“My designs can’t always be sold,” she goes on, happy enough to defer to the experts, in particular Ernst. With his magic hands and years of experience, he is better placed to work out which ideas can be painstakingly brought to life for a limited series, one-off, or not at all. I think of the startling sculpture with the snail perched on an olive-sized stone—around here, called “a ring”—and have to wonder what never made it past the cast. Are there limits as to what can and can’t be done?
“No,” she says, right before Ernst quips, “Yes.” And then they laugh in the way people who have spent hundreds of thousands of hours working together, might.
In the atelier across the river, five craftsmen hunch over precious metal. They hammer and file, one thumbing through a plastic tub of diamonds, just as other Old Town jewelers once did before striking out on their own. In this métier, timeworn techniques die hard, even if they are now accompanied by tinny pop music and the stops and screeches of machinery.
Just off the basement workshop lined with tarnished rods and helmets, Urs weaves past the floor-to-ceiling shelves. They overflow with a jumble of twine, scraps and crates stuffed with the makings of Les Millionnaires’ offbeat displays. Elsewhere: dusty cases of champagne, swaths of iridescent velvet and wooden gift boxes, each carved by hand.
“Everything we’ve ever done,” says Urs, “comes from the gut.”
We are a long way from the sleek and sterile—from creativity that can be deconstructed or cloned in bulk. Every glittering beetle, seahorse and gargoyle is birthed in this bunker. Every dream and walk in the woods lives in metal and stone. A geometrically imprecise shape is sometimes the most perfect, and a patch of shadow can split into a thousand tiny stars.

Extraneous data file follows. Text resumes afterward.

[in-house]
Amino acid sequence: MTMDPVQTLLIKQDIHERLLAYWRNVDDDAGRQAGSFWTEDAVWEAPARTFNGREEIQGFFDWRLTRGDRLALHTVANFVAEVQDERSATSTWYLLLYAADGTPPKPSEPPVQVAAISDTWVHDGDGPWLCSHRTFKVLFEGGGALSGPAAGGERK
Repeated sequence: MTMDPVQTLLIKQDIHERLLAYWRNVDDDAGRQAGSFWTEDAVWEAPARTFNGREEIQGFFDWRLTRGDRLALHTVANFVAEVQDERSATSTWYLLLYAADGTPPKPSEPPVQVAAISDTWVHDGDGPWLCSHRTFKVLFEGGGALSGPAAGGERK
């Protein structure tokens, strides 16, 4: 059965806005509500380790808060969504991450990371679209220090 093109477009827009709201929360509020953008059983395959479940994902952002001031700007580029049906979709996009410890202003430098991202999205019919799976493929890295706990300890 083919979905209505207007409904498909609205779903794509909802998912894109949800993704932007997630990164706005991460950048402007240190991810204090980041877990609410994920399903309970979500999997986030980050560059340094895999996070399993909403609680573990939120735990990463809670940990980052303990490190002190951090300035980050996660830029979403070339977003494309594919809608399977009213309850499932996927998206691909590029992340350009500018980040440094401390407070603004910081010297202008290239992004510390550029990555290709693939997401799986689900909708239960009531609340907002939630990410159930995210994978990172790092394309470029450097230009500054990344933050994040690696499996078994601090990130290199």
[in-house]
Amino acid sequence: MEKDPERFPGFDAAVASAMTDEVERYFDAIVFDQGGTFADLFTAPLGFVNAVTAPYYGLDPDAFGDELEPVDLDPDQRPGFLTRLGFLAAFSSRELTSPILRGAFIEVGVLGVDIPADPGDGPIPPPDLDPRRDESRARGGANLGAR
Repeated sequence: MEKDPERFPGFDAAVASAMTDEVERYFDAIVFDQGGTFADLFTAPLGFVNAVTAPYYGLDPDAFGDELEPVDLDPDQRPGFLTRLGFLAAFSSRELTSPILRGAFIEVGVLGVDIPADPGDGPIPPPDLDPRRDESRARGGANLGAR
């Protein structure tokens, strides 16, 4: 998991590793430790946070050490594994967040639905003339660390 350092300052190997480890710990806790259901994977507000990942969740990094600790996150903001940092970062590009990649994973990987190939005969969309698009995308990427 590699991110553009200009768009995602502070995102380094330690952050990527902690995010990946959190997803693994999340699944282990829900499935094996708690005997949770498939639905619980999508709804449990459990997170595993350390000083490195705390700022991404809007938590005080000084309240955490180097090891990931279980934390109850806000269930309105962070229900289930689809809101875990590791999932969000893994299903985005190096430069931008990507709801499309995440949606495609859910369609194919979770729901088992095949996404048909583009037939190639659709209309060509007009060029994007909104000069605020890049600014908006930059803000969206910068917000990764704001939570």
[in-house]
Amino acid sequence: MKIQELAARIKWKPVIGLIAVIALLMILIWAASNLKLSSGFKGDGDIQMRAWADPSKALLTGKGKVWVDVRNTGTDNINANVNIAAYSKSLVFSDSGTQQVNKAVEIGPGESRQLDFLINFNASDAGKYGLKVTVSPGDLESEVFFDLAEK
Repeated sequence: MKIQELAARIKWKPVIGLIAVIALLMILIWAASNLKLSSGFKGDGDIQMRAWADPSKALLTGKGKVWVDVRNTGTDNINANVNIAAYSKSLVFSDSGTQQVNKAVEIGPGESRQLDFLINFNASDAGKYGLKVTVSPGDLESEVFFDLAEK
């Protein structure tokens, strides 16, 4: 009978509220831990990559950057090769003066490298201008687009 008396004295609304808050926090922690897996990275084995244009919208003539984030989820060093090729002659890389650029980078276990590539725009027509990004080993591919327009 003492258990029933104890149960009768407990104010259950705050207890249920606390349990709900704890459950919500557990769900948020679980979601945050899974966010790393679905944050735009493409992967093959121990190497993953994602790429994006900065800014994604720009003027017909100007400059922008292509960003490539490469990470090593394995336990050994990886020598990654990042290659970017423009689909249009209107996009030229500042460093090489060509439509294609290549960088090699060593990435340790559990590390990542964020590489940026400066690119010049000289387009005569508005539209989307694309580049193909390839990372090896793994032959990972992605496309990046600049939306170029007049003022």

“The eye,” says Ernst, “tends to linger on what it can’t work out.”
it was with great sadness that I recently learned about your fate—from Switzerland’s biggest tabloid, of all places. And although it does not come as a complete surprise to those who have been close to you in recent years—who saw the writing on the wall before and after changes in ownership and circumstances that made it increasingly difficult to thrive under the corporate thumb—the news that you are indeed being shut down this coming spring, while in still excellent health, made no sense, and still came as a shock.
You and I, we go back some 23 years, my dear. While this may be but a trifle in your lifespan as a bookshop at house zur Werdmühle, since your inception by Kurt Stäheli & Co. in the early 1930s, it means you’ve been along for the ride for more than half of my life. And that, to me, is quite a feat.
I remember walking through your doors in 1992, with a rather long, Xeroxed (yes, Xeroxed) list of choices for required reading material, handed out by the University of Zürich, where I had just started to study English literature. Several sheets of paper listed essential and optional reading material, including the King James version of the Bible (yep), Beowulf (of course), and a myriad of choices of drama, poetry, prose and fiction spanning five centuries.
Needless to say, I felt a slight pang of overwhelm knowing full well that my picks would have a great impact on my further academic path. But how was I supposed to know which books to choose, when I hadn’t read them yet?
Enter your booksellers: the beating heart and breathing soul that is at the very core of you, many of whom had been with you for decades and some of whom I have had the privilege to get to know over the years.